By situating some of Duskland in the early twentieth century, directly and indirectly, Cale shows us that we do not know where we are, stumbling around in the residue of dusk’s half-light, but we also do not know when we are: this century? Last century? The last half of the century before the last century?
Going back to the first song, two verses: the first verse starts with “sundown on the western plain.” Cale’s plain-walker has the crimson moon in his eye, and this suggests he is walking east, northeast, or southeast, because if the sun has just set, or is going down, we are walking in that weird-time when the last rays of the sun light up the east-rising moon.
At the sixth line the walker tells us he has “left the chains behind me, broken on the ground.” And in the second verse, the plain-walker, freed from chains, dressed in the “clothes of an innocent” and yet branded as a fugitive, seeks asylum and a city of refuge. Read this, why don’t you, as a slave narrative in song, a short, smart, compact telling of walking northeast on the Underground Railroad towards an unnamed “city of refuge.”
But it’s worth noting here, given that we do not know when we are, that a modern diaspora has taken place in our past decade: Cale, raised in a suburb of New Orleans, might be writing, as a white witness, about the post-Katrina diaspora. There’s a vulnerability to the walker in this first song that is appropriate to the vulnerability of an escaped slave, making his or her way north, or the economic vulnerability of a displaced former resident of New Orleans.
But I am not willing to bet on either of these: Cale has said of Duskland, “I keep thinking of it as a western, they’re all story songs.”
Yes, they are story songs, but without specific settings, dates, names, or conflicts, and the open-endedness allows us to consider them as “westerns” but also as reflectors of the many tensions and conflicts of our age.
The settings of Duskland suggest many of the atmospheres and scenarios that would have inspired young men’s adventure novels, the kinds of settings, scenarios and characters that Conrad and B. Traven were lampooning or using as means to explore Empire’s folly at the height of Empire’s self-assuredness: Scaffolds, South Poles, Eldorado, Bullet-forgers, Merchants, Trains. Westerns. There are elements of these songs that ring out like the delusional mutterings of impoverished and itinerant gold seekers in the end-of-the-road death pit described in Traven’s famous novel The Treasure of the Sierra Madre: rootlessness, greed, confusion and, most of all, the sense that we are headed from the zenith to the nadir.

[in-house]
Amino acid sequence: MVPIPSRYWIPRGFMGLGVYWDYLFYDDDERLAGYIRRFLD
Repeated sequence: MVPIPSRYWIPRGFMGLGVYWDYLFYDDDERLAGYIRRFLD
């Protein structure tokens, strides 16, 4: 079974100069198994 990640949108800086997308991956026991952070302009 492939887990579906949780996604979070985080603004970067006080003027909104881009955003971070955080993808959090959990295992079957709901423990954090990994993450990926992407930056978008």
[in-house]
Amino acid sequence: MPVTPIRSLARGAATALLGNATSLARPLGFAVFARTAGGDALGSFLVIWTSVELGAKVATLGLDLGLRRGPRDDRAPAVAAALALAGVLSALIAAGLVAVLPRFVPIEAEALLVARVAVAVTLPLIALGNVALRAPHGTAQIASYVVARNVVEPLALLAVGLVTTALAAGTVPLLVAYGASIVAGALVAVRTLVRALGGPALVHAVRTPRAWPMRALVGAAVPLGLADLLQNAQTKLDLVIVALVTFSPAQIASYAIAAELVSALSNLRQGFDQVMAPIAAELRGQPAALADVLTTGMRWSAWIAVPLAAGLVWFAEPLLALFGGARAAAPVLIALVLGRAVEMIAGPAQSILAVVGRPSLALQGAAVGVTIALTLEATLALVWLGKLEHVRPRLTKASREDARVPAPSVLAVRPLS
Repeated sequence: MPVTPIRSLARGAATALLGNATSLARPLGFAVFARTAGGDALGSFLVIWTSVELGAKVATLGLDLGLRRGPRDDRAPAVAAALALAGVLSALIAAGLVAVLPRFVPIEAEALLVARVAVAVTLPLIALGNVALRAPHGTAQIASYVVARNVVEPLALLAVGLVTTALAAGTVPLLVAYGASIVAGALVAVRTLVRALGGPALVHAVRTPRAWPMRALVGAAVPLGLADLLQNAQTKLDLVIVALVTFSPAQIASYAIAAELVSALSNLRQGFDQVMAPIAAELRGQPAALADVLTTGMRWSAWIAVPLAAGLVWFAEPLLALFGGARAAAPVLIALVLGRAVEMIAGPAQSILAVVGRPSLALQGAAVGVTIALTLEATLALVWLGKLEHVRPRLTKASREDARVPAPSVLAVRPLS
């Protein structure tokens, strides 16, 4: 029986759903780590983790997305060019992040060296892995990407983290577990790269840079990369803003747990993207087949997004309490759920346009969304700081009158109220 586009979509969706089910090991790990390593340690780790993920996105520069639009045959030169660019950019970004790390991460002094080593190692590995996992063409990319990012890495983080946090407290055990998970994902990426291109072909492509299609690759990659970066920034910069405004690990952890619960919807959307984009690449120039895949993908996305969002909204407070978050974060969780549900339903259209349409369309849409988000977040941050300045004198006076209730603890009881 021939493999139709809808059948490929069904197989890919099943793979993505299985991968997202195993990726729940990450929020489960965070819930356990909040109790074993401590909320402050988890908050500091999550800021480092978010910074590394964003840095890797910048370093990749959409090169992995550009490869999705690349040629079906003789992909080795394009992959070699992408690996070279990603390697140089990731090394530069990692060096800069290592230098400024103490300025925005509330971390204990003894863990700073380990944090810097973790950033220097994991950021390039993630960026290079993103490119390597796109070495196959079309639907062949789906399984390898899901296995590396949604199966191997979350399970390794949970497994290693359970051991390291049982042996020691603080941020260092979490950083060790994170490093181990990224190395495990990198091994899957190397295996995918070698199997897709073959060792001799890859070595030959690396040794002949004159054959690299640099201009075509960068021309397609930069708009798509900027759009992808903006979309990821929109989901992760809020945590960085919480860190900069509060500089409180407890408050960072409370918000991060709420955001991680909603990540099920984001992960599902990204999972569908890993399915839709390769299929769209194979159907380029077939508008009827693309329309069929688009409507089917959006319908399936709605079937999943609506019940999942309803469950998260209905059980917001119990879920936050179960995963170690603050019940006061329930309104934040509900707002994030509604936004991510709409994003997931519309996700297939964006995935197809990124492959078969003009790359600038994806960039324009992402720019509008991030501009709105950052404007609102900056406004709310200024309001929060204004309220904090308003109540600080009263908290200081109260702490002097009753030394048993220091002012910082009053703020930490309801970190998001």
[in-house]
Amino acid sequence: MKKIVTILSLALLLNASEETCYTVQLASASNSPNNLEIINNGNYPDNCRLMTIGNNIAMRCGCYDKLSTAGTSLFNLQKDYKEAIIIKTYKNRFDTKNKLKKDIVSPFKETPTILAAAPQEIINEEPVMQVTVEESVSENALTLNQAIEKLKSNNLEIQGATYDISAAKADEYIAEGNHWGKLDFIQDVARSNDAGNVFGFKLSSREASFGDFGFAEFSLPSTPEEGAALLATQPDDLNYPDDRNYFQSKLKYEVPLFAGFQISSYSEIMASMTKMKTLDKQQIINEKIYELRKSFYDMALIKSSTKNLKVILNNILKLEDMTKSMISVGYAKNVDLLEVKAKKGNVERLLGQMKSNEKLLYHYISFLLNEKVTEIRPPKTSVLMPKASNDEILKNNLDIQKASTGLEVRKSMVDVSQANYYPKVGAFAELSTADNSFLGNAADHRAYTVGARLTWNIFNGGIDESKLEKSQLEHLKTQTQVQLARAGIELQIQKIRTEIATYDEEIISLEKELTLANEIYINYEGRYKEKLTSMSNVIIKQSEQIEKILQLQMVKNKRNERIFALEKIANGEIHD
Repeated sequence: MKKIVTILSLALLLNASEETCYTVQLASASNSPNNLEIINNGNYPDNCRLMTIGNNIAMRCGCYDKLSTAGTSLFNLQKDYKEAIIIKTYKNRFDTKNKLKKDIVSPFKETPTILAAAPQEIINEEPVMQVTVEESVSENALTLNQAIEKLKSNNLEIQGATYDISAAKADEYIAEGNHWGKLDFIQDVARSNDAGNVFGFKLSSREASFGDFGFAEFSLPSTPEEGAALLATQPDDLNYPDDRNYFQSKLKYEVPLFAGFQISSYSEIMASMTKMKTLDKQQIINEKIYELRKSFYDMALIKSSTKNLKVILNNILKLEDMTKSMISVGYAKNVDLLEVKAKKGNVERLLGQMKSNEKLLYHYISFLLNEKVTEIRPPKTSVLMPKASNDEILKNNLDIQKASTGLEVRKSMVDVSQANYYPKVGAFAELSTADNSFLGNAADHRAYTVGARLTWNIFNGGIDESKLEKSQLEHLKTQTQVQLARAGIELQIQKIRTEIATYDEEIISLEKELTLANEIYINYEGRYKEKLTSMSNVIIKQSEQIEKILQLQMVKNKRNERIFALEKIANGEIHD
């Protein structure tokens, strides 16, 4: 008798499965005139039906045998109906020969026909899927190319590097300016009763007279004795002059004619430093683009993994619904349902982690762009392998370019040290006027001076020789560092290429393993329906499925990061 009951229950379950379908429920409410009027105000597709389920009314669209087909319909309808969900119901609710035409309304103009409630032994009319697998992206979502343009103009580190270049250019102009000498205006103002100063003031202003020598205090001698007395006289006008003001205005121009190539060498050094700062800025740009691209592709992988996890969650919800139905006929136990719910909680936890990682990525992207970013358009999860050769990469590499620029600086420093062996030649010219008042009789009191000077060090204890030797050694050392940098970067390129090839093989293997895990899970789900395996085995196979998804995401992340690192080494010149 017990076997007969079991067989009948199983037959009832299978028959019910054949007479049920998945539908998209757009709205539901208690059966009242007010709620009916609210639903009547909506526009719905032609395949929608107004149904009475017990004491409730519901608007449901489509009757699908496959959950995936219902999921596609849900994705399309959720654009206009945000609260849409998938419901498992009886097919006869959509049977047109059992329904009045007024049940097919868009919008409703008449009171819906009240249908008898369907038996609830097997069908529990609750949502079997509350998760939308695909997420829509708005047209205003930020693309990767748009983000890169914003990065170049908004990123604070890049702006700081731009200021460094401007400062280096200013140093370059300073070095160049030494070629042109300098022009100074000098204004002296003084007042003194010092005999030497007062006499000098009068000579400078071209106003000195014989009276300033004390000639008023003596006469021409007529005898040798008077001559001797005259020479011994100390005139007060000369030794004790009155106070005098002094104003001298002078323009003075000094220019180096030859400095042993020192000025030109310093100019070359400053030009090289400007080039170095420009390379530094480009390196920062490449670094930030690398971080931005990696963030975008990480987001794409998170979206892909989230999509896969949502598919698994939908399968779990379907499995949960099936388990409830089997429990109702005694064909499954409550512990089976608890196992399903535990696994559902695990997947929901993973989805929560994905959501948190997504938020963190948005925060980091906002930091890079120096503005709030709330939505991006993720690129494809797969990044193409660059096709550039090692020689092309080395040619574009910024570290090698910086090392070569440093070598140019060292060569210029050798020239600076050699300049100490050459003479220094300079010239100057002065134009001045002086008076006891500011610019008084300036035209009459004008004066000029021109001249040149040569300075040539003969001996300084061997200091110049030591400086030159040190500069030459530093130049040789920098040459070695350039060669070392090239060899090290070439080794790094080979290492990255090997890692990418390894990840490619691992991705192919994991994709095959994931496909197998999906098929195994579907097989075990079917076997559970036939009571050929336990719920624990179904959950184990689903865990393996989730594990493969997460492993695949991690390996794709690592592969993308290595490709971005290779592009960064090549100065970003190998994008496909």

Musically, Duskland is a genre piece, but working in the strict confines of a genre yet unnamed. It is not Americana, not as I know it, though it employs cleanish Fender guitars and pedal steel and acoustic instruments. It has Harvest beats, and Harvest beats always evoke, for me, a long walk. It is not Dylan-rock, though the organs and acoustic guitar are mercurial and the music is reed-toned.
I hope you are listening to Duskland. A reason you are thinking of Cass McCombs as you listen to this record: like the best Cass moments, his band really knows how to be that wine that the cork of the voice bobs around in.
Duskland sounds at points, nominally, like other records, sure. But so what? When you are led to the edge of a cliff and asked to watch the sun slip out of the day and into the far reach of the sea, are you going to yawn and drone out a droll critique: “Just like yesterday and the day before. The sunset is always the same. It goes yellow, pink, purple and then it’s dark. Dusk after dusk, it’s the same old thing.”
You wouldn’t say that because:
Each night the sunset is different.
A sunset is beautiful, and most of us have some “eye for beauty.” But Cale’s record tunes our ear for beauty: the vague outlines of a beautiful but troubled dusk.